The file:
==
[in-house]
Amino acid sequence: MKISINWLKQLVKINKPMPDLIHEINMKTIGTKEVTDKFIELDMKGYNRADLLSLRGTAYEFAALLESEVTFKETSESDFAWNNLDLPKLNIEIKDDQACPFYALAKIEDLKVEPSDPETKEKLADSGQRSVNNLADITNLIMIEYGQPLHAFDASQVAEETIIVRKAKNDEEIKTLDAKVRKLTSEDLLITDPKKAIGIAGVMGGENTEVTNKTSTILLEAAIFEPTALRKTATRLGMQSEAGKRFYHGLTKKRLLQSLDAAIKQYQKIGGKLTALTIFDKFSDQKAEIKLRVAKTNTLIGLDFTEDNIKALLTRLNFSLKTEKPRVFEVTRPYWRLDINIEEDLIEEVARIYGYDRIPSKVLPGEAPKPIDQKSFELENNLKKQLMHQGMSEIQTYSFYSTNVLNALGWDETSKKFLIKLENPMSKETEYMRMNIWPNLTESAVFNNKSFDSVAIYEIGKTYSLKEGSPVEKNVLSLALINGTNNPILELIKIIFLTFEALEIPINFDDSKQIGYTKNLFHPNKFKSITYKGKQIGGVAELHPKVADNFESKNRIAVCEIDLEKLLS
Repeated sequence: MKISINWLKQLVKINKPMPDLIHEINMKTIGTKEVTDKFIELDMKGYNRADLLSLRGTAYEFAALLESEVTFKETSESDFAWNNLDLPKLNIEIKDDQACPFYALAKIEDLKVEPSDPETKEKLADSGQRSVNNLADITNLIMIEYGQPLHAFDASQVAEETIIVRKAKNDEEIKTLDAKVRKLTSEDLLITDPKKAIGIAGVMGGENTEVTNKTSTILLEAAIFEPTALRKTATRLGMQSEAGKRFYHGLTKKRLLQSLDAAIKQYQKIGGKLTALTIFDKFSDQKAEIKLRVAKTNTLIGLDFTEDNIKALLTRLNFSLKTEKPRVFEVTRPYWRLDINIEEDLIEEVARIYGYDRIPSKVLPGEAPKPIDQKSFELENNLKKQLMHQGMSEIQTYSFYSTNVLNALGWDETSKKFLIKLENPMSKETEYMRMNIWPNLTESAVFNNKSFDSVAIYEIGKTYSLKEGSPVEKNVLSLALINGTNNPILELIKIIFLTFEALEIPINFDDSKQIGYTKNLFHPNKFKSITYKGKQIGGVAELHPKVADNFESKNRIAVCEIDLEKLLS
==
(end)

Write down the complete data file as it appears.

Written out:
[in-house]
Amino acid sequence: MKISINWLKQLVKINKPMPDLIHEINMKTIGTKEVTDKFIELDMKGYNRADLLSLRGTAYEFAALLESEVTFKETSESDFAWNNLDLPKLNIEIKDDQACPFYALAKIEDLKVEPSDPETKEKLADSGQRSVNNLADITNLIMIEYGQPLHAFDASQVAEETIIVRKAKNDEEIKTLDAKVRKLTSEDLLITDPKKAIGIAGVMGGENTEVTNKTSTILLEAAIFEPTALRKTATRLGMQSEAGKRFYHGLTKKRLLQSLDAAIKQYQKIGGKLTALTIFDKFSDQKAEIKLRVAKTNTLIGLDFTEDNIKALLTRLNFSLKTEKPRVFEVTRPYWRLDINIEEDLIEEVARIYGYDRIPSKVLPGEAPKPIDQKSFELENNLKKQLMHQGMSEIQTYSFYSTNVLNALGWDETSKKFLIKLENPMSKETEYMRMNIWPNLTESAVFNNKSFDSVAIYEIGKTYSLKEGSPVEKNVLSLALINGTNNPILELIKIIFLTFEALEIPINFDDSKQIGYTKNLFHPNKFKSITYKGKQIGGVAELHPKVADNFESKNRIAVCEIDLEKLLS
Repeated sequence: MKISINWLKQLVKINKPMPDLIHEINMKTIGTKEVTDKFIELDMKGYNRADLLSLRGTAYEFAALLESEVTFKETSESDFAWNNLDLPKLNIEIKDDQACPFYALAKIEDLKVEPSDPETKEKLADSGQRSVNNLADITNLIMIEYGQPLHAFDASQVAEETIIVRKAKNDEEIKTLDAKVRKLTSEDLLITDPKKAIGIAGVMGGENTEVTNKTSTILLEAAIFEPTALRKTATRLGMQSEAGKRFYHGLTKKRLLQSLDAAIKQYQKIGGKLTALTIFDKFSDQKAEIKLRVAKTNTLIGLDFTEDNIKALLTRLNFSLKTEKPRVFEVTRPYWRLDINIEEDLIEEVARIYGYDRIPSKVLPGEAPKPIDQKSFELENNLKKQLMHQGMSEIQTYSFYSTNVLNALGWDETSKKFLIKLENPMSKETEYMRMNIWPNLTESAVFNNKSFDSVAIYEIGKTYSLKEGSPVEKNVLSLALINGTNNPILELIKIIFLTFEALEIPINFDDSKQIGYTKNLFHPNKFKSITYKGKQIGGVAELHPKVADNFESKNRIAVCEIDLEKLLS